The era of 9am to 3pm school could soon be over for thousands of students in one Australian state.
The Queensland Government has given public primary and secondary schools the green light to change timetables and shorten the school week.
Schools will consider teacher availability and the “well-being and engagement” of students and staff when implementing changes.
The Ministry of Education distributed to directors this week a draft which will come into force from the first quarter of 2024.
A number of schools in southeast Queensland have already shortened weeks or changed timetables to start earlier in the day.
This major shake-up appears to have been accepted by secondary school principals without “any concerns being raised…at this stage”.
Public primary and secondary schools in Queensland may change their timetables or shorten the school week from the first term of 2024. Pictured are Brisbane students.
Queensland Secondary Principals Association president Mark Breckenridge stressed different arrangements will be in place for younger secondary students than for seniors who need less supervision.
“There will be different arrangements for lower secondary pupils aged 12 and 13, as opposed to pupils in years 11 and 12,” he told the Courier-Mail.
“Recognize that these students can’t be sent home because they need parental supervision and we don’t want 12- and 13-year-olds potentially unsupervised.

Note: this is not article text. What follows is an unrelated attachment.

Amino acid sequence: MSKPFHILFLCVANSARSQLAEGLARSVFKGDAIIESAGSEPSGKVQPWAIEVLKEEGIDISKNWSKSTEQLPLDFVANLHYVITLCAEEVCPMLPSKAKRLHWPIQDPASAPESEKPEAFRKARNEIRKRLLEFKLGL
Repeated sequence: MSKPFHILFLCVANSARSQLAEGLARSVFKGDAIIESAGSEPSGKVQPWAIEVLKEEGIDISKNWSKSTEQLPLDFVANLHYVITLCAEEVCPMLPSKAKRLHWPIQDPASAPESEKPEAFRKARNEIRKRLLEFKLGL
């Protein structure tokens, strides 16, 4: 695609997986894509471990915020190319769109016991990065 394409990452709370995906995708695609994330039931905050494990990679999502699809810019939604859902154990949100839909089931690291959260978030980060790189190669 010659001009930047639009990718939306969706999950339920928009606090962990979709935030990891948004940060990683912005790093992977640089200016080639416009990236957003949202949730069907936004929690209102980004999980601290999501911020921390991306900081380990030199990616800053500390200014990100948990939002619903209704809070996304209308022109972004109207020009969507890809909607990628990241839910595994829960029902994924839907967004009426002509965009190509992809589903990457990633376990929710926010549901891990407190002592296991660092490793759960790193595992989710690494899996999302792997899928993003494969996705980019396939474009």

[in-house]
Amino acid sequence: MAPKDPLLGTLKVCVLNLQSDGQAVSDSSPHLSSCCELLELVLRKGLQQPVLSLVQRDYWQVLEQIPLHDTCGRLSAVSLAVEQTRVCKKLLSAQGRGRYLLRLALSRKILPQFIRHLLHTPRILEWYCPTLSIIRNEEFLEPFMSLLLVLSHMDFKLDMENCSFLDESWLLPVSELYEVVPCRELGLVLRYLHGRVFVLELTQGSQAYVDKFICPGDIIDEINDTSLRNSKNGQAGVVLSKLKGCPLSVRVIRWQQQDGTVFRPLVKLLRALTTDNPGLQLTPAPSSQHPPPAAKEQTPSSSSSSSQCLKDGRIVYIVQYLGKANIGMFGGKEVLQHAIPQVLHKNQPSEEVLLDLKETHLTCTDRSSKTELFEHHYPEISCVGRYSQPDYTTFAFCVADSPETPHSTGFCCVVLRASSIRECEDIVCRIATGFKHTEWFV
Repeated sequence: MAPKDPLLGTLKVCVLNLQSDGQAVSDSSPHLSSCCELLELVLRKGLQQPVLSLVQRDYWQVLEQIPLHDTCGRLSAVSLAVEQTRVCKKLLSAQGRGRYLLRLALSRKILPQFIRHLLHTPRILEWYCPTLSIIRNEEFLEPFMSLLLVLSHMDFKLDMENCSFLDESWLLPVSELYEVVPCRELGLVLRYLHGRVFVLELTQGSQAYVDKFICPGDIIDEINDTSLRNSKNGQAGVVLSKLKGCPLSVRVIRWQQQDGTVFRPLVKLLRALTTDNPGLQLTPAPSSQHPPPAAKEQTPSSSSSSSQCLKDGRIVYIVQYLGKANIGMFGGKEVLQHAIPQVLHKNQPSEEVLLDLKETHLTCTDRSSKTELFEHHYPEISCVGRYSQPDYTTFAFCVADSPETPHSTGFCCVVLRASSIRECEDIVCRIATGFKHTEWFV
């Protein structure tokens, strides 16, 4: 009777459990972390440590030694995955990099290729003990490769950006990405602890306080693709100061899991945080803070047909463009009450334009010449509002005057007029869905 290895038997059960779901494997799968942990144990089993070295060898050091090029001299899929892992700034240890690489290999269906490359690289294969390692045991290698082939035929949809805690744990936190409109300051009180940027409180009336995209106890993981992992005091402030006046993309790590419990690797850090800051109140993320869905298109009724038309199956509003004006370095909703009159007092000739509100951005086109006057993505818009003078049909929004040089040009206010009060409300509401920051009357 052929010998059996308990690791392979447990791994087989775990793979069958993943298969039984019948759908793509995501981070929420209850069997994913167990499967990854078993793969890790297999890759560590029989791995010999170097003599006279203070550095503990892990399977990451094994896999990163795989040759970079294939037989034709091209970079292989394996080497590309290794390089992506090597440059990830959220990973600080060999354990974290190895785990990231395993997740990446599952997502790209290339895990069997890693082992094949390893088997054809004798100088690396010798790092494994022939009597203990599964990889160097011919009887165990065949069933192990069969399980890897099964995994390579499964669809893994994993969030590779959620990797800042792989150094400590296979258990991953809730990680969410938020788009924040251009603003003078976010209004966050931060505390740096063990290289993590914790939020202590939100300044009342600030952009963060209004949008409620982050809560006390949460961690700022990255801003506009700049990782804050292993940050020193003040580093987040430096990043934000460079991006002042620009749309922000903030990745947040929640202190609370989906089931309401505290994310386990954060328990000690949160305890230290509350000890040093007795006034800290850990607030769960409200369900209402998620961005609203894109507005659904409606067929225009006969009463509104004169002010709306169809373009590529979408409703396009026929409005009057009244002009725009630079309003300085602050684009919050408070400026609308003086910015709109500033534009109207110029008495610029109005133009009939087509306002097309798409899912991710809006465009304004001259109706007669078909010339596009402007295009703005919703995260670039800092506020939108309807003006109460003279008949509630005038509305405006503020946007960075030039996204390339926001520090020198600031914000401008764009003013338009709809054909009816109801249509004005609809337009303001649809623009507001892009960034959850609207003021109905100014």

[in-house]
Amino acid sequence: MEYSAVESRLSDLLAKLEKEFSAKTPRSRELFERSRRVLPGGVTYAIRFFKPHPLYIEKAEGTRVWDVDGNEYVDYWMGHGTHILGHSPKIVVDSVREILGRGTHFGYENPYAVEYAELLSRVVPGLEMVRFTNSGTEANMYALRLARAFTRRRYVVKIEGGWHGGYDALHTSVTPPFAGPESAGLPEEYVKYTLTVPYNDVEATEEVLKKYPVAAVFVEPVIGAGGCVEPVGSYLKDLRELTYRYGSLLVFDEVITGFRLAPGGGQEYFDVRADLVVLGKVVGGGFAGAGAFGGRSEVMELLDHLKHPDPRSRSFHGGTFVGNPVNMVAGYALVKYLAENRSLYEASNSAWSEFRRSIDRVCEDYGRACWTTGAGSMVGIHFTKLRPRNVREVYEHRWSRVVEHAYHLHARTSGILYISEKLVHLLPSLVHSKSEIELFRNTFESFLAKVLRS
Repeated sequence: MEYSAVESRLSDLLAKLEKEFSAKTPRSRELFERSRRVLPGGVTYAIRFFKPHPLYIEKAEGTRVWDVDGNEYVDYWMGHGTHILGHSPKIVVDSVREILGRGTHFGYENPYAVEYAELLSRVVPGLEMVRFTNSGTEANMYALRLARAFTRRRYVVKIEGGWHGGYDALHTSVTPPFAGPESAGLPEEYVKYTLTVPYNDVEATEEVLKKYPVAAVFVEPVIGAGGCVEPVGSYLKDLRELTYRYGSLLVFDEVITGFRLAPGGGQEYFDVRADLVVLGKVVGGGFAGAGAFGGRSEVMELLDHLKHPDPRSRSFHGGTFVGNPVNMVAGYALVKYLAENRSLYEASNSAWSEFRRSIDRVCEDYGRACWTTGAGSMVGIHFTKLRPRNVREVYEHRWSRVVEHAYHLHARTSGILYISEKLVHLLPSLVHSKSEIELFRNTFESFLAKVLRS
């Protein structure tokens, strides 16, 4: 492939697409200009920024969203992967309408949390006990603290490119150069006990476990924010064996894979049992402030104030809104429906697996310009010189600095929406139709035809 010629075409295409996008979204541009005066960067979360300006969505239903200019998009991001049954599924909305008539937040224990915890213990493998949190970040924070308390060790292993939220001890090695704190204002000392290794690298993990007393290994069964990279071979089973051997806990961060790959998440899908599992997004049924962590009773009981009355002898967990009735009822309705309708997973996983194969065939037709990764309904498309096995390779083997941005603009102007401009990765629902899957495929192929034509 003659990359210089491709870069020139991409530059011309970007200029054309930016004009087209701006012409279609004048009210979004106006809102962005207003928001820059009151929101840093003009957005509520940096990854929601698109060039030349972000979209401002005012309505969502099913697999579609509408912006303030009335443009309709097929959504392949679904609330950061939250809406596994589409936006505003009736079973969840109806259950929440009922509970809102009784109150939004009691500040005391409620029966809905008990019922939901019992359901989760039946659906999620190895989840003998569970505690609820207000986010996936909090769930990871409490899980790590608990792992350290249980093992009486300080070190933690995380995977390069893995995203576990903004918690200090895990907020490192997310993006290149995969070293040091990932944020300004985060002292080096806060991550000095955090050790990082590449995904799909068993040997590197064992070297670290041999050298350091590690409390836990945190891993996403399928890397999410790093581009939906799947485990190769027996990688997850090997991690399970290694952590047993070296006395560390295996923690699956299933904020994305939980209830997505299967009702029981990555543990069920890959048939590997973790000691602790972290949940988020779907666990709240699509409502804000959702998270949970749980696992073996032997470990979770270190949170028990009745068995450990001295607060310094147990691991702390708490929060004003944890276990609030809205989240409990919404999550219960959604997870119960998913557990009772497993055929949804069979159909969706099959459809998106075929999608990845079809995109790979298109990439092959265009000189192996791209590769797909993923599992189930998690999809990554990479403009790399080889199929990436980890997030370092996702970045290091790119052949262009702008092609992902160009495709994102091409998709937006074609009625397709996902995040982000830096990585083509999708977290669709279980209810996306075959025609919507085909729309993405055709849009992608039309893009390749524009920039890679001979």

This comes after international studies claimed that shorter working weeks increased the productivity of teachers and students.
The Queensland Academies Creative Industries campus in Brisbane will be one of several schools to trial a four-day week next year.
Some schools in the southeast of the state are already testing four-day weeks (stock image)
The school designated Wednesday as a non-class day, rather than a three-day weekend.
“This compressed week would have the same number of contact hours and program time compressed into four days,” principal Mick Leigh said in a letter to parents.
“The change was proposed to support student well-being and reduce cognitive stressors that lead to lower attendance and burnout.
“Wednesday was chosen (as a day off) in an effort to reduce the cognitive load on students.”
Education Minister Grace Grace said Queensland schools should still operate “five days a week, Monday to Friday”.
“Any changes to opening hours for individual schools under the new policy must be approved by regional directors, including any trials,” she said.
“I would expect that any decision to change class schedules would be subject to rigorous review, that it would not be taken lightly, and that students would continue to participate in school activities throughout the week.”
International studies claim shorter school weeks boosted teacher and student productivity
Queensland Academies Creative Industries Campus to trial four-day week in 2024